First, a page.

Spyware is a specific type of software that is installed on your computer (you don’t usually know when this has happened) and then proceeds to gather information about you (credit card number, sociall security number, which websites you visit, the content of your e-mail, etc.) without your knowledge.
Do keep in mind that the purpose of spyware goes way beyond just monitoring and spying: these programs usually not only collect all sorts of personal information like what I mentioned earlier but they can also interfere with your control over your own computer, such as installing additional other nefarious programs (adware, trojans, viruses) and redirecting
|your web browser from where to wanted to go to spam sites or other sites that can install even more malware on your PC. Such spyware programs have been known to change the settings on your PC, which results in slower internet connection speeds, going to a different home page than|
what you’ve previously set, and it can even cut off internet access for other programs (such as low quality anti-spyware and anti-virus programs).
In response to the great proliferation of spyware in the last few years, the small industry of spyware removal software has come about up. Using good quality anti-spyware software has become widely recognized as a vital element of
|security practices for personal computers, particularly those running Microsoft Windows (computers running Mac OS X and various Linux/Unix derivatives tend to be less vulnerable for numerous reasons). Many different jurisdictions throughout the U.S., Canada, and Europe have passed|
tough anti-spyware laws, which are normally aimed at any software that is covertly installed to control a user’s computer without their knowledge or permission. The Federal Trade Commission in the United States has put up on the Internet a page of advice to consumers at OnGuardOnline.gov (click here to see it) about how to lower the risk of spyware infection, including an excellent list of simple and easy-to-follow “do’s” and “don’ts”.
How to remove spyware manually: the easy method
The first method we’re going to cover simply involves deleting any suspicious programs via Control Panel’s add/remove programs, killing any suspicious programs that may be running, plus we’re going to tell you about several secret files and folders where spyware and trojans like to hide (a good anti-spyware program will do all this automatically), and what’s safe to delete and what’s not, have a look:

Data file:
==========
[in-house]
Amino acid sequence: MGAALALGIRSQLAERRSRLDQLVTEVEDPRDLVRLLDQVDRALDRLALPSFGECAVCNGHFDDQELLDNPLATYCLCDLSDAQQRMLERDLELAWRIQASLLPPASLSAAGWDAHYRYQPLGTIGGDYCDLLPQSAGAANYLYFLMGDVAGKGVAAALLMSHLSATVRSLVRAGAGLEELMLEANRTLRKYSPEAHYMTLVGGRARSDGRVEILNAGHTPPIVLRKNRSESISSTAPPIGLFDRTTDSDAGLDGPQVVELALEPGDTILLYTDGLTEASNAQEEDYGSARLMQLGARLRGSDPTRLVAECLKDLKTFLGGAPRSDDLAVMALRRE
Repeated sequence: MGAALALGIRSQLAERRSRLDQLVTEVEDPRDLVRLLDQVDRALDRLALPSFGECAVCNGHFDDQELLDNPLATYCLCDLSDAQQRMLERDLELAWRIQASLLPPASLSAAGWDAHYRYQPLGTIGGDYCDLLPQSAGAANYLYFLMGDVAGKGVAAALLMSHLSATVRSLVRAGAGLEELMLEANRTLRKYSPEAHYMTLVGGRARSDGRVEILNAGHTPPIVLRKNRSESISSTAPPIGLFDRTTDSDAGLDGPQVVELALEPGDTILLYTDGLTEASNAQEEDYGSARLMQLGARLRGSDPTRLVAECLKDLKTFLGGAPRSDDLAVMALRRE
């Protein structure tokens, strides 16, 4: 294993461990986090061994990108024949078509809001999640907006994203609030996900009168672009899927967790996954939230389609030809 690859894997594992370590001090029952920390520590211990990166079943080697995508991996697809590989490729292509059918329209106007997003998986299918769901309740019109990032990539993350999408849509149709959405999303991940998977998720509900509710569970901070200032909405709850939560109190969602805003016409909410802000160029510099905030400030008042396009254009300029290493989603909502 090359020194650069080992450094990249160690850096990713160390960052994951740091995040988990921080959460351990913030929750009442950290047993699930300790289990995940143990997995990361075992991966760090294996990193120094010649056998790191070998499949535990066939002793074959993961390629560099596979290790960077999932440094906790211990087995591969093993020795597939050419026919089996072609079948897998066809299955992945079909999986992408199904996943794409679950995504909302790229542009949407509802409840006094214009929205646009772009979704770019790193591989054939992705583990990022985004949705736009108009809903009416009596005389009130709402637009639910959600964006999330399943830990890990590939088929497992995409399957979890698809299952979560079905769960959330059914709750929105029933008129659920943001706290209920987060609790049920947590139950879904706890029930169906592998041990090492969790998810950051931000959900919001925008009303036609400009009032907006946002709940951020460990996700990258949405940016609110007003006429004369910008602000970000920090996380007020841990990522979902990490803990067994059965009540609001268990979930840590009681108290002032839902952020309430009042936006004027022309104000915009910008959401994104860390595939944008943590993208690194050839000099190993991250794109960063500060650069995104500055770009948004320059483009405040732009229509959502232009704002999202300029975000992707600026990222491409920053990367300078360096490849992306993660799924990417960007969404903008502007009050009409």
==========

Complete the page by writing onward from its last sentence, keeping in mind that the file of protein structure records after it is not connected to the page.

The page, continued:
How to remove spyware manually: the hard way
If you’ve got a really nasty bug on your machine that won’t even let you delete it (you’ll seemingly delete it or kill the program but it’s
|there the next time you restart), then what you’ll need to do is to access the hard drive where the malicious files are stored without actually booting up the operating system (Windows, in this case). This may seem impossible, but it’s not when you realize that you need|
TWO computers to do this (that’s why this is the ‘hard’ way), here’s what you do:
- Shut down the infected PC, open up the case, and remove the hard drive (if you don’t know how to do this there’s some good instructions here).
- Shut down the ‘clean’ PC, open up the case, and connect the ‘infected’ hard drive (almost all PCs now can have multiple hard drives hooked up at once).
- Now, when you boot up the clean PC, you want to boot from that PC’s original, ‘clean’ hard drive, not the infected one (you can choose where you want to boot from in the BIOS settings).
- Now you can access the ‘infected’ hard drive through Windows (should be in ‘My Computer’) and then delete whatever you need to (reference the above video for specifics on that) without having to worry about any of those programs interfering because none of them are running.
- If you’ve got any anti-spyware software that you want to install on the infected hard drive, then you can do so now without having to worry about any of the spyware interfering with their installation (some spyware programs are so sophisticated at this point that they can recognize and disable the installation of all but the best anti-spyware programs).
- Now you can shut down the clean PC, remove the previously infected hard drive, and reinstall it in its original PC and boot it up to see if you got it right.
- *A piece of advice: before doing this method you may wish to consider backing up the hard drive that you’re going to try to manually ‘clean’ before doing so in case you accidentally delete any vital system files.
I’ve used nearly a dozen different anti-spyware/adware/malware programs over the years, and if you’re interested in checking out anti-spyware software that can do everything above automatically for you (and it’s guaranteed not to damage your PC, unlike if you try to do it yourself), then I highly recommend something called NoAdware (here’s their website). I learned about it from a friend of mine who does IT security for a Fortune 500 company, and this is the stuff they use on their Windows machines–he says they haven’t had a spyware related incident in nearly 2 years now and it used to be a huge problem for them, so there you go.
Here’s an excellent set of detailed instructions on how to do the hard drive switching method detailed above with very, very specific step-by-step instructions on which files and folders to go into, what to delete, etc.